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binding choice

19skier19skier Posts: 109 Baller
edited August 2011 in Skis Fins Bindings
I have been injured in every binding I've used. Ankle sprains/ACL/ribs on rubber/toe plate. Foot/patella/collar bone breaks in tight double rubber and the worst foot/ankle/achillies damage now in hardshells. I have probably given up course skiing but still want to ski hard for exercise and sanity. My skiing ability increased with $ spent on binding choice so I don't feel I can draw a good conclusion on safety. Damage to feet ankles and knees is a major concern now over maximum control. I'm looking for your experienced opinion on safest set up for feet/ankles/ knees? Should both feet be locked together, should feet come out one at a time, loose rubber, hardshells? Thanks for taking time.

Comments

  • tsixamtsixam Posts: 371 Baller
    I am maybe not the right guy to tell since I haven´t been taking any OTF since I changed to Strada. I am quite sure that I will come out in a nasty fall. I run the laces very loose since Strada is working just as well with a lot of elasticity left in the laces. (Once you get used to it). It is my firm believes that both feet should go out in a fall...or both stay in. With one foot in and the other out you are in a bad position to take the torques from a twisting ski.
    Tsixam
    Suehopp
  • scuppersscuppers Posts: 435 Baller
    That is exactally right! Both in - or both out. Anything else is gonna hurt! I went from goode hard shells with dual lock to Stradas on a single plate. Love it! Comfortable, easy to adjust, no problems or modifications necessary. I run them both pretty snug.
    Chuck Link, Deland Florida
  • Than_BoganThan_Bogan Posts: 6,459 Mega Baller
    edited August 2011
    (Donning my Hat of Pontification...)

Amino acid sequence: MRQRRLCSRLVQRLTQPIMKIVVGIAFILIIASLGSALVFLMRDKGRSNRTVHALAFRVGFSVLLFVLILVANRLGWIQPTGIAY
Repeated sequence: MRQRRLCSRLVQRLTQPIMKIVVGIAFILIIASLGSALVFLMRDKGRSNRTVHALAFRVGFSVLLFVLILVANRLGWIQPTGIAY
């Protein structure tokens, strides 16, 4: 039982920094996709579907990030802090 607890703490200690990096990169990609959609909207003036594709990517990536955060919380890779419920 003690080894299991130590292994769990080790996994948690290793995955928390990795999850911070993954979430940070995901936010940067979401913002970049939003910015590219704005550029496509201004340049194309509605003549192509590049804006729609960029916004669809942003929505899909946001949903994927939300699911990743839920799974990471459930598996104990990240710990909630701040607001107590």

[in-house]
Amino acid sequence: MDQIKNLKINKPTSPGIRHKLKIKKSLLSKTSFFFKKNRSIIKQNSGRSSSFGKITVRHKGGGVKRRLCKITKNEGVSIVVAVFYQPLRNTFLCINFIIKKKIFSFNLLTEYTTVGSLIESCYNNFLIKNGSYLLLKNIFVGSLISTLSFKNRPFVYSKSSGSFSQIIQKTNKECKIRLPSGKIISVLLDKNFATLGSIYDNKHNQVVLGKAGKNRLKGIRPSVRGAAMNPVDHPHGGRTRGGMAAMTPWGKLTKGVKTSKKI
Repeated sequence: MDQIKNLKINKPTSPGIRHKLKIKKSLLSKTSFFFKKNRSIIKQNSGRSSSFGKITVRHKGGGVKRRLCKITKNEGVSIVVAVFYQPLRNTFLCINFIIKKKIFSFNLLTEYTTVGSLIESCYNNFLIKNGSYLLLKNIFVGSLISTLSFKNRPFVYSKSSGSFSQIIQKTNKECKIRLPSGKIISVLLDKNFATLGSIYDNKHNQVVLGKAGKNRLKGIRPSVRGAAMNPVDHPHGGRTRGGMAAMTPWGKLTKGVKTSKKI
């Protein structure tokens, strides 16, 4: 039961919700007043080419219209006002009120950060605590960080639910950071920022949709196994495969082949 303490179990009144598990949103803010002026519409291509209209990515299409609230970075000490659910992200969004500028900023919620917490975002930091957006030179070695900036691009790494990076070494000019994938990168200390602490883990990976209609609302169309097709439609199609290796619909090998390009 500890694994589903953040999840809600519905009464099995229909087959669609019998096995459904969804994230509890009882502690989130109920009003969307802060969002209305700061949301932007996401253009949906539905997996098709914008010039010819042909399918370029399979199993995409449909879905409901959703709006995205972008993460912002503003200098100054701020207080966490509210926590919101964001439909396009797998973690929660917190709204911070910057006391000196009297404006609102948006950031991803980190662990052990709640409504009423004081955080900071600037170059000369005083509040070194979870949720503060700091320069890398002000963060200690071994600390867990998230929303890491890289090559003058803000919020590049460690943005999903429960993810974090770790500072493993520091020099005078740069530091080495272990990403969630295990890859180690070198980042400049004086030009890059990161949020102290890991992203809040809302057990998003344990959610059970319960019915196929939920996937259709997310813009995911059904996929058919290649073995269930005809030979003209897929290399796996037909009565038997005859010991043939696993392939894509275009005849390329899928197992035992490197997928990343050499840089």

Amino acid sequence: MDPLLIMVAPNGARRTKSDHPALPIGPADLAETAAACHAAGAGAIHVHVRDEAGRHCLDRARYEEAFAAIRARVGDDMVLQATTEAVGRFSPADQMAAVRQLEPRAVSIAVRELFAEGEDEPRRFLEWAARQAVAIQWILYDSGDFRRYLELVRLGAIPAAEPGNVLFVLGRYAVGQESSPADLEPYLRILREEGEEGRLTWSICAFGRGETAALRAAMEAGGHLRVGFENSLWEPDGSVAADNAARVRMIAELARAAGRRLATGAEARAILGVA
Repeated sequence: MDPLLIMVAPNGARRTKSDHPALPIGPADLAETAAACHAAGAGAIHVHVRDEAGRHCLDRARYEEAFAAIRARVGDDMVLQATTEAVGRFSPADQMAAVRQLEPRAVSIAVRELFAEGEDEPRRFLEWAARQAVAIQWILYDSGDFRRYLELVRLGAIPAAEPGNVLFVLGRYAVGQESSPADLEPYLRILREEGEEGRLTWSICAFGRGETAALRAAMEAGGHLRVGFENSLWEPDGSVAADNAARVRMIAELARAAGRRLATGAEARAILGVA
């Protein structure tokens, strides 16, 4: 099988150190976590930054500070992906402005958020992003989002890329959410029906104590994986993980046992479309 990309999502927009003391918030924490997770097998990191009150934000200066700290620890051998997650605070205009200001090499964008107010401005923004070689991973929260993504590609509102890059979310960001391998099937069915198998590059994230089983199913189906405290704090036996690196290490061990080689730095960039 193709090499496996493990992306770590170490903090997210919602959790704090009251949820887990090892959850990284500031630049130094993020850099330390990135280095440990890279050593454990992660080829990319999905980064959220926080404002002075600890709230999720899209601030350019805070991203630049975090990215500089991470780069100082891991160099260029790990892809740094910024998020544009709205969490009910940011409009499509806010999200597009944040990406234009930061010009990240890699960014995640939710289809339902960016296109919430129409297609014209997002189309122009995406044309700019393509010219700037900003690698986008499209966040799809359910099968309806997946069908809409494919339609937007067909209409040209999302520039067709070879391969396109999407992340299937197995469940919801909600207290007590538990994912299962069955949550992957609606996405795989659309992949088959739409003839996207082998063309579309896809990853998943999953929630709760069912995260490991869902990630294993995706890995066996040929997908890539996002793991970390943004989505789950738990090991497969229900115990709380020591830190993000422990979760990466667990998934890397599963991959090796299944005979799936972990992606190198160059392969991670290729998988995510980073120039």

Best ways to improve safety, in order:

    1) Don't ski. I'm gonna go out on a limb and assume you're not gonna try this option...

    2) Ski safer. Bindings can potentially make a situation worse, but it's hard for them to make it better. Most of the people I know with ankle and other "binding related" injuries have had multiple, similar injuries on different binding types. I can only conclude the binding is not the strongest factor.

    Skiing safer comes in at least two sub-categories:
    a) Technique. For example, to avoid OTFs, keep shoulders more square to the boat. To reduce slack hits, focus on handle control. Etc.
    b) Don't be a Hero. If you're screaming into a ball and have to swing the ski to full extension to round the ball -- DON'T. Half and quarters are not worth broken ankles. If you're just generally skiing out of control, then STOP. Figure out what you were doing wrong and try to fix it. I know this goes against every competitive instinct in the world, but always try to remind yourself how much more fun it is to ski than to not be able to ski.

    3) Use safer equipment. In my opinion, the two safest setups are the Fogman style pin release and a dual-rubber-boot setup that is not cinched too tight. Each of these has the very desirable properties mentioned by other above. And each releases pretty reliably. But each has its own failure modes, too. There are certain directions and fall types where at least one of those systems will release when it shouldn't or not release when it should.

    The binding systems that I personally am much less comfortable are:
    a) Dual-lock used for release purposes. Personally, I would never rely on Dual-Lock as a release mechanism. It is too unpredictable exactly what force will be required to release it, and that force varies dramatically depending on the direction that it is applied.
    b) Anything that is assymetric -- i.e. two different release mechanisms for front and rear. This includes the "old school" boot+RTP setup.

    (Removing my Hat of Pontification...)

    GOOD LUCK and HAVE FUN out there!
    Nathaniel Bogan -- GUT Padawan
  • PBDPBD Posts: 190 Baller
    If you are going to take a step back in terms of the amount of intensity that you are skiing with, that alone will probably eliminate, or significantly reduce, future injuries. Just getting out of the course will keep you from pushing the envelope and keep you from exposing yourself to potential injury. If that is the case binding selection becomes less critical. If you are still going to be skiing hard and "going for it", then I would recommend you go to rubber front and back.
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